# Why do these two ways of understanding constant acceleration give different results?

I have a question pertaining to the concept of acceleration and it's formula - Both seem to give me different answers.

A train is moving at a velocity of $$20\ \mathrm{m/s}$$. It hits the breaks and starts slowing down at the rate of $$8\ \mathrm{m/s^2}$$. How long does it travel before coming to a stop?

• $$a=-8\ \mathrm{m/s^2}$$
• $$u=20\ \mathrm{m/s}$$
• $$v=0$$

• $$s=?$$ (Displacement is asked)

According to the formula of $$s= \frac{(v^2-u^2)} {2a}$$, answer I got was 25 meters.

BUT!

My concept of acceleration explains me this : According to my intuition of acceleration and velocity, when an object is said to be accelerating at $$-8\ \mathrm{m/s^2}$$, it means that with every passing second, it's velocity will reduce $$8\ \mathrm{m/s}$$. So,

• At 1st second - Velocity = $$20\ \mathrm{m/s}$$ - It'll travel 20 meters.
• At 2nd second - $$v = 20\ \mathrm{m/s}-8\ \mathrm{m/s}=12\ \mathrm{m/s}$$ - Train travels 12 meters
• At 3rd, it travels 4 meters.

• At 4th, it halts.

So total is 20+12+4 = 36 meters. It travels 36 meters before halt.

Where am I going wrong in my conceptual understanding, I really don't understand!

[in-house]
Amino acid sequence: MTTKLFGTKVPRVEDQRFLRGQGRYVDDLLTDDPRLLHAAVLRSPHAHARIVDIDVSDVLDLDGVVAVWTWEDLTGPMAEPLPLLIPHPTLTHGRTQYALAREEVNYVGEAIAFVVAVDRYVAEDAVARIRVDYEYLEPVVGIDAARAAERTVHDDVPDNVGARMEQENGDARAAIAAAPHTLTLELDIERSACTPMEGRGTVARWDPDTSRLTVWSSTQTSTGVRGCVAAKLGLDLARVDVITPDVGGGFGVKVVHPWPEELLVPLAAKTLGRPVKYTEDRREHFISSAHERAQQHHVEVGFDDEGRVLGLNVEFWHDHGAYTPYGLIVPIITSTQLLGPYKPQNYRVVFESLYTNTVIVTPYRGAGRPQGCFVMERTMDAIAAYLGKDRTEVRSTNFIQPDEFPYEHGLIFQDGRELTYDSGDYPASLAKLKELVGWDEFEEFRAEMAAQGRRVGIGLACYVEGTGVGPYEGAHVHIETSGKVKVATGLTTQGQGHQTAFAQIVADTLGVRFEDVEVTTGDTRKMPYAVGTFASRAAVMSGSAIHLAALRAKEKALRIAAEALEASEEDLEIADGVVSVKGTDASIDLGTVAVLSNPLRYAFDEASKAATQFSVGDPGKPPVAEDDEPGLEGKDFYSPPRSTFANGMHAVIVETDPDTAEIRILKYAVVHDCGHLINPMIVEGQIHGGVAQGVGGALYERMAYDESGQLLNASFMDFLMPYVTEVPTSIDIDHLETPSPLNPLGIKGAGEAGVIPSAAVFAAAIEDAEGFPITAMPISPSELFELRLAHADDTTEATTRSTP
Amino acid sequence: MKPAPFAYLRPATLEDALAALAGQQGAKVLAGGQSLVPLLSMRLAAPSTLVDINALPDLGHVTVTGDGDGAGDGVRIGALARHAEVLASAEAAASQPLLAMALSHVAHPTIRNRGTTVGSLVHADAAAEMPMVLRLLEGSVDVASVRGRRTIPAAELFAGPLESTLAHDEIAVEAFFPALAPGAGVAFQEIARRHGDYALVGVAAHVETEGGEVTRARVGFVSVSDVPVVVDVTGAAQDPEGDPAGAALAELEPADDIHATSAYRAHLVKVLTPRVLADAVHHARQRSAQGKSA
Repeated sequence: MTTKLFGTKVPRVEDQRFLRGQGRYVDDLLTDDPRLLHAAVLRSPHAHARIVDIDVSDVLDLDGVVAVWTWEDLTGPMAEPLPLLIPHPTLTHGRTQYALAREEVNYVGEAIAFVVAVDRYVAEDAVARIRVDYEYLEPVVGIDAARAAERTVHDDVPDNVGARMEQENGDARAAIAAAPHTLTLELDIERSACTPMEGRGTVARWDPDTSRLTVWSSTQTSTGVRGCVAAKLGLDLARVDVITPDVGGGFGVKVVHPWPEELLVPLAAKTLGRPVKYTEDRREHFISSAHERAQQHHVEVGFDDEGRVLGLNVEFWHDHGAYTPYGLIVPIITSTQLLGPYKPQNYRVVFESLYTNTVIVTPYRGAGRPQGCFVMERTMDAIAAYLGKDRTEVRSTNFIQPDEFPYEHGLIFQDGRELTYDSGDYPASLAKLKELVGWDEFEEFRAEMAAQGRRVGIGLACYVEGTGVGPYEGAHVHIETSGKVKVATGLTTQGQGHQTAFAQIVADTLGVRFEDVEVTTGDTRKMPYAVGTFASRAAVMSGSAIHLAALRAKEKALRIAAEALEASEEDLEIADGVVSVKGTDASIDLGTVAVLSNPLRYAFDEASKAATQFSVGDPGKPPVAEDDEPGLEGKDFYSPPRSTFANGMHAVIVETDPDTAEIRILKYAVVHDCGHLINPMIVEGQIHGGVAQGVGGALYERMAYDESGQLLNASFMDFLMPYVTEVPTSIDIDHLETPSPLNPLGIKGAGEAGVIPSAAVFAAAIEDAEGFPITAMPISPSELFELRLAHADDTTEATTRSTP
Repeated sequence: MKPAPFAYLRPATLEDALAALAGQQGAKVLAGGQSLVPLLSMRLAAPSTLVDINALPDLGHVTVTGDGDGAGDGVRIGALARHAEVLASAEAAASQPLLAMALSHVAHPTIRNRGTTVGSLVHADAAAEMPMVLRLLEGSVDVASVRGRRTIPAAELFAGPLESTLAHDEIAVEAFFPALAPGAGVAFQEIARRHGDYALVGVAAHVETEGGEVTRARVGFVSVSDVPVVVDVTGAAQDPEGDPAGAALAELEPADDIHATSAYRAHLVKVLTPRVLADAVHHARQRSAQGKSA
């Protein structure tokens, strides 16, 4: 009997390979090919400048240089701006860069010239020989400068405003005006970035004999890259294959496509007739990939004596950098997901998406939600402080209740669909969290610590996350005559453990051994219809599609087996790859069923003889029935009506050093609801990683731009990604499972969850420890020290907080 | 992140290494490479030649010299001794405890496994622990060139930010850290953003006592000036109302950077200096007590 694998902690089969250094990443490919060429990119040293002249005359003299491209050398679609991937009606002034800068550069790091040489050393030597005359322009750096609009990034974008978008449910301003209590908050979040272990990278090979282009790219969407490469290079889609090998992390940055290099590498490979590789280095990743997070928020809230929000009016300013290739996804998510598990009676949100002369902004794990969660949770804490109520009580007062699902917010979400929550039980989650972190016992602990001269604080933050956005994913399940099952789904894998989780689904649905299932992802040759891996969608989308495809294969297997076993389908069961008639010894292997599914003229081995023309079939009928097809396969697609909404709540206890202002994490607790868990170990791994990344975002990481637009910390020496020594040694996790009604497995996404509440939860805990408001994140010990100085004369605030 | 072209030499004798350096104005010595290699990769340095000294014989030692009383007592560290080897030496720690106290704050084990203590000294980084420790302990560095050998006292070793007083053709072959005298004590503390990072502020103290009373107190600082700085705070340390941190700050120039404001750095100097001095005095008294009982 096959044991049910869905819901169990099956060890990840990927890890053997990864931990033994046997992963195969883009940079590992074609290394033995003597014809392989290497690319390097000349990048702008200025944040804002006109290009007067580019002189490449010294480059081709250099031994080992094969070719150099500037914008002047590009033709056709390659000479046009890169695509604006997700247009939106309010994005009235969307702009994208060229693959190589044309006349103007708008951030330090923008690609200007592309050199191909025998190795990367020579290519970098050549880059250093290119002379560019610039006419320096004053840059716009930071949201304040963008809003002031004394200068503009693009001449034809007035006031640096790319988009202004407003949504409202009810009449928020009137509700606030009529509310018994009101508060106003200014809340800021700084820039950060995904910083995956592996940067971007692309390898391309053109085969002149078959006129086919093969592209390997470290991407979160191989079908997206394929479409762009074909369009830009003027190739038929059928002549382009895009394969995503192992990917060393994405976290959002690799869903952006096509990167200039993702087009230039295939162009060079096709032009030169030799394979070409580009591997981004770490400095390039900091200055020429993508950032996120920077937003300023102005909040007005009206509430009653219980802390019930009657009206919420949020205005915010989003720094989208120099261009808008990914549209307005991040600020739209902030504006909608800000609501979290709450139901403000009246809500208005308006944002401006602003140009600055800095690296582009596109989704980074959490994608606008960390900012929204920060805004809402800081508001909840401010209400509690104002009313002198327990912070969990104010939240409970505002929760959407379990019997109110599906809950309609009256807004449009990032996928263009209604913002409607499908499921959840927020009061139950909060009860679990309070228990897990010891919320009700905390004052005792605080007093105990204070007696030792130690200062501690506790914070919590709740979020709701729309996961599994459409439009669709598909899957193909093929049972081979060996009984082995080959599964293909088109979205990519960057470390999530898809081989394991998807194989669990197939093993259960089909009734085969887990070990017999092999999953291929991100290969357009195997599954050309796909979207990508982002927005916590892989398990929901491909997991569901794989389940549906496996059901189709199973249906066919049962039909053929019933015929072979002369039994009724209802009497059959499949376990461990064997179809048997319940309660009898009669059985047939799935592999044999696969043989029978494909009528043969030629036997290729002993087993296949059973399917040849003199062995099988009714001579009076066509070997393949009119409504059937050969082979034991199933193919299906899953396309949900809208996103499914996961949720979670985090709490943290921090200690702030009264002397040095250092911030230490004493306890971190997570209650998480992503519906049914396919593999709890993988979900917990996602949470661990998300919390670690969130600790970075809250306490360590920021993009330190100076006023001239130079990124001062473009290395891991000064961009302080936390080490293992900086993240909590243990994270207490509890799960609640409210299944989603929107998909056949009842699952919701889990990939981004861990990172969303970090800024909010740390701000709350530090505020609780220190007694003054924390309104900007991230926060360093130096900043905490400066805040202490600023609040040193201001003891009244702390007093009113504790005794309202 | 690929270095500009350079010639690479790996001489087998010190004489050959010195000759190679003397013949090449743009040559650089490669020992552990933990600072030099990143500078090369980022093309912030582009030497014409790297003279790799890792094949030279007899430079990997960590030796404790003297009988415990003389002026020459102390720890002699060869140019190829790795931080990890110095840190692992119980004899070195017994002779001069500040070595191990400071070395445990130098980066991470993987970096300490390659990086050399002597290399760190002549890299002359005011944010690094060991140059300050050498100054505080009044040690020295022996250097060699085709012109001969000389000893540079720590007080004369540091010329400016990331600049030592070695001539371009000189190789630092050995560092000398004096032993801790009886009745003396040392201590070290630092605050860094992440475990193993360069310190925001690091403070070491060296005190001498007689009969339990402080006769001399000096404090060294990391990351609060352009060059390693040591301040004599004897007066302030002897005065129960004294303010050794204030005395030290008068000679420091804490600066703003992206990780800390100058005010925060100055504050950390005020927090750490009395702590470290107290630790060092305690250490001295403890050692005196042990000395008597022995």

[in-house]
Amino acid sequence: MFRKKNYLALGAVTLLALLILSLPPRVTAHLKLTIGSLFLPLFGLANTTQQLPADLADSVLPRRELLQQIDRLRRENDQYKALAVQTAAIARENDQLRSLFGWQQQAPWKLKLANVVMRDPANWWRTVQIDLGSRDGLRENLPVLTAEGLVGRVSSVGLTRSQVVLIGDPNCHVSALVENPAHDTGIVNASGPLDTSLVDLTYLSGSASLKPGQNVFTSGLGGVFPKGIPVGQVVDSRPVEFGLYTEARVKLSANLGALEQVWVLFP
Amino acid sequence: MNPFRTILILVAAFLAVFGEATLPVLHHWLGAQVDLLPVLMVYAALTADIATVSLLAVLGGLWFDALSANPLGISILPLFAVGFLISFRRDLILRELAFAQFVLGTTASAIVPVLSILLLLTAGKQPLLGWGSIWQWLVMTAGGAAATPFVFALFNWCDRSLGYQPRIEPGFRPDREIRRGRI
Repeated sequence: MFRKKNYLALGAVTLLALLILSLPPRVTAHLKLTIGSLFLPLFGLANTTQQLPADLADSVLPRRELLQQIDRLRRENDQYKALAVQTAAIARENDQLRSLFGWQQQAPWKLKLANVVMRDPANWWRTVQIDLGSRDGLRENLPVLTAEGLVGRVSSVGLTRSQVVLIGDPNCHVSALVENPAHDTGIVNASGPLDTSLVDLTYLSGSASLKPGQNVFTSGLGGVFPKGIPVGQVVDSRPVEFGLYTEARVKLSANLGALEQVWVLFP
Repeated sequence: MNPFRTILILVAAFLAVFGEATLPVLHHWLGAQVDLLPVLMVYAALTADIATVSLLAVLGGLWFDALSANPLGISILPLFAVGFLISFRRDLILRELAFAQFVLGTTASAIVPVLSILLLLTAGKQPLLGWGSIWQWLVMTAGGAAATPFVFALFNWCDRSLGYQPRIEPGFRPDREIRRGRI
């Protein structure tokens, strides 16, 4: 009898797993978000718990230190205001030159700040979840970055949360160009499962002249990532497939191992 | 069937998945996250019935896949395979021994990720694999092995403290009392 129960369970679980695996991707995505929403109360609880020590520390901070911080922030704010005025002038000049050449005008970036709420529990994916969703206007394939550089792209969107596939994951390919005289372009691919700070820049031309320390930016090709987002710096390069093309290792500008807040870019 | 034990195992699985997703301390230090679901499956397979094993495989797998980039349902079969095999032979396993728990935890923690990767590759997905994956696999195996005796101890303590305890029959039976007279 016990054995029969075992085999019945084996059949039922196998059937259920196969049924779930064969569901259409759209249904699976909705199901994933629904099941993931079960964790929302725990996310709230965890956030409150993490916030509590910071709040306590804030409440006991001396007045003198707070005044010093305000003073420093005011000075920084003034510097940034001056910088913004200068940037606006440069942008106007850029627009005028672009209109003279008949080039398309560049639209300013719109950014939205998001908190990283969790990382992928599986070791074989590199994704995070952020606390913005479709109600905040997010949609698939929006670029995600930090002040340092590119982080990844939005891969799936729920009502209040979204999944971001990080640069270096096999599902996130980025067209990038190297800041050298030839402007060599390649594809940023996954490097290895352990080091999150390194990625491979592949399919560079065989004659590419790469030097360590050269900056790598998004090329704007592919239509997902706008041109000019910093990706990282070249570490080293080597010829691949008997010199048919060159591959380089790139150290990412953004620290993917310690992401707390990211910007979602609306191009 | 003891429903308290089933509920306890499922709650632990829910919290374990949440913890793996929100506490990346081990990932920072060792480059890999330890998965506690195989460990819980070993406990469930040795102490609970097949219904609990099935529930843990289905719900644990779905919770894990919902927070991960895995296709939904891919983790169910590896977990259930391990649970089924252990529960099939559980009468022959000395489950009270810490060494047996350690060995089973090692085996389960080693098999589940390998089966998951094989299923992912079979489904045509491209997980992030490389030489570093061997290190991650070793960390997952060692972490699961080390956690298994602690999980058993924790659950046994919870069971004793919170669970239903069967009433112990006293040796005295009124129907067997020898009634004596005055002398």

Your mistake is in assuming that within those one second intervals the velocity is constant. The velocity as a function of time $$v(t)$$ for motion under constant acceleration $$a$$ is given by $$v(t)=at+v_0$$ where $$v_0$$ is the velocity at $$t=0$$.

So, you are right that $$v(0)=20\,\mathrm{m/s}$$, $$v(1)=12\,\mathrm{m/s}$$, and $$v(2)=4\,\mathrm{m/s}$$. But, for example, we have $$v(1.5)=8\,\mathrm{m/s}$$, and so on for any value of $$t$$ until coming to rest. The velocity is continuously decreasing. It's not decreasing in the step-like manner you propose.

You are actually on the right track though. If you wanted to take your approach to the correct extreme, we would break our time, not into $$1\,\mathrm s$$ intervals, but instead into really small time intervals $$\text dt$$ such that the velocity can be considered constant. Then we can add up all of the changes in position $$\text d x=v\,\text dt$$. This is where calculus becomes useful, and we get an equation you are probably familiar with $$\Delta x=\int_{x_0}^x\text dx=\int_0^tv(\tau)\,\text d\tau=\frac12at^2+v_0t$$

Combining this with our expression for $$v(t)$$ to eliminate $$t$$ gives us the expression you give your first correct method.

• If OP knows how to code, a nice way to demonstrate this would be to try out how the total value changes if we go from 1 second time steps down to 0.000001 seconds. – JiK Oct 8 '19 at 14:18
• OP is actually doing something that's starting to look like a Riemann Sum, which, like @JiK says, will converge to the integral as the time step shrinks to zero. – J... Oct 9 '19 at 18:49